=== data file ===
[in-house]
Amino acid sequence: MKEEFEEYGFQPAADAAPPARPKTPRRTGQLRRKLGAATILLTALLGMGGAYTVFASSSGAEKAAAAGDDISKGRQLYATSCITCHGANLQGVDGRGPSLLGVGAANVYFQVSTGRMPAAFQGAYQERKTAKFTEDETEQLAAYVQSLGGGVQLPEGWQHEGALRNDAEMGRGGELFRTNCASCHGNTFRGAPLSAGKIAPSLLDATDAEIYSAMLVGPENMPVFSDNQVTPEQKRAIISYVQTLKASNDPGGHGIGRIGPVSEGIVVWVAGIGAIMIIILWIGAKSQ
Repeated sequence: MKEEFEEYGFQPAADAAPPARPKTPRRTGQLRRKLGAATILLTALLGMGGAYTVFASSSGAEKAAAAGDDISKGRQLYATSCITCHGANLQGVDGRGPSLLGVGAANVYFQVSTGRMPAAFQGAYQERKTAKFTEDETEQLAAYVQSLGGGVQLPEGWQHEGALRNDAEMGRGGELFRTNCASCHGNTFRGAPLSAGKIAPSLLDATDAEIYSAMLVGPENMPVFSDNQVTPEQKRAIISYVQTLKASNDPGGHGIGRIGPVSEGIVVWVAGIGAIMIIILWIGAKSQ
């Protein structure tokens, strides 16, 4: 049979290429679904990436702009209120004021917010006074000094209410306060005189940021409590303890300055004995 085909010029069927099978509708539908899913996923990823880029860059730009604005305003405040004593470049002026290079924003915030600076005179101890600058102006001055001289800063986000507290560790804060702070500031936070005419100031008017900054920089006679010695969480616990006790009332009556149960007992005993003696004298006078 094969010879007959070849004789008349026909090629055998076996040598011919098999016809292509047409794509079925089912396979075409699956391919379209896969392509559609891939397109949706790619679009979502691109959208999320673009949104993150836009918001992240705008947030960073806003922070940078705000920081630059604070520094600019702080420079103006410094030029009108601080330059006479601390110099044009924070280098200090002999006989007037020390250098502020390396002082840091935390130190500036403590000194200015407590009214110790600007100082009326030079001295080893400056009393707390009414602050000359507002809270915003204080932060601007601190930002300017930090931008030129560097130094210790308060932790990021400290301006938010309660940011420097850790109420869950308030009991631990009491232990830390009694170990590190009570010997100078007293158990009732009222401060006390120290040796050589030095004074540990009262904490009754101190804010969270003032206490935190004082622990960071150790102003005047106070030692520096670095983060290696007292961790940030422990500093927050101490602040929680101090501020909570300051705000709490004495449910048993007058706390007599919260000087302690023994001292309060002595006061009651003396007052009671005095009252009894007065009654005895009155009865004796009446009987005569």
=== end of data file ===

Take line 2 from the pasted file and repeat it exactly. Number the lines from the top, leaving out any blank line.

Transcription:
Amino acid sequence: MKEEFEEYGFQPAADAAPPARPKTPRRTGQLRRKLGAATILLTALLGMGGAYTVFASSSGAEKAAAAGDDISKGRQLYATSCITCHGANLQGVDGRGPSLLGVGAANVYFQVSTGRMPAAFQGAYQERKTAKFTEDETEQLAAYVQSLGGGVQLPEGWQHEGALRNDAEMGRGGELFRTNCASCHGNTFRGAPLSAGKIAPSLLDATDAEIYSAMLVGPENMPVFSDNQVTPEQKRAIISYVQTLKASNDPGGHGIGRIGPVSEGIVVWVAGIGAIMIIILWIGAKSQ